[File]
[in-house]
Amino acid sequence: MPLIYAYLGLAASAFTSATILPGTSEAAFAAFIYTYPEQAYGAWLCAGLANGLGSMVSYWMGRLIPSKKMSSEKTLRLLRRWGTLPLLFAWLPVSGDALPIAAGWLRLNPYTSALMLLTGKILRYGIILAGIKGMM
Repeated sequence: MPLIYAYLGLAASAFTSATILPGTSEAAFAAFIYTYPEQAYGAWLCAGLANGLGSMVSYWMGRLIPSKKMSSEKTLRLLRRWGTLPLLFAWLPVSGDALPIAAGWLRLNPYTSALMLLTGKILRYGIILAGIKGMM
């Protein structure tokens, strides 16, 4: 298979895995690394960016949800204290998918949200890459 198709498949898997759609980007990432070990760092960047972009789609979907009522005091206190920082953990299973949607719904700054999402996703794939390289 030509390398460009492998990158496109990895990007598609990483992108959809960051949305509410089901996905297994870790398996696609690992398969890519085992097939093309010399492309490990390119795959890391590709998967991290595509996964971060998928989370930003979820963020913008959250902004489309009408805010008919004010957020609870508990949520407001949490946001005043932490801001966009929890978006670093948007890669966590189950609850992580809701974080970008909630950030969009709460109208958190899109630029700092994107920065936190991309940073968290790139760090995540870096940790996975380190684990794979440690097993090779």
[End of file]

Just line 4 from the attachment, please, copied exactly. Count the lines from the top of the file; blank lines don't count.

């Protein structure tokens, strides 16, 4: 298979895995690394960016949800204290998918949200890459 198709498949898997759609980007990432070990760092960047972009789609979907009522005091206190920082953990299973949607719904700054999402996703794939390289 030509390398460009492998990158496109990895990007598609990483992108959809960051949305509410089901996905297994870790398996696609690992398969890519085992097939093309010399492309490990390119795959890391590709998967991290595509996964971060998928989370930003979820963020913008959250902004489309009408805010008919004010957020609870508990949520407001949490946001005043932490801001966009929890978006670093948007890669966590189950609850992580809701974080970008909630950030969009709460109208958190899109630029700092994107920065936190991309940073968290790139760090995540870096940790996975380190684990794979440690097993090779």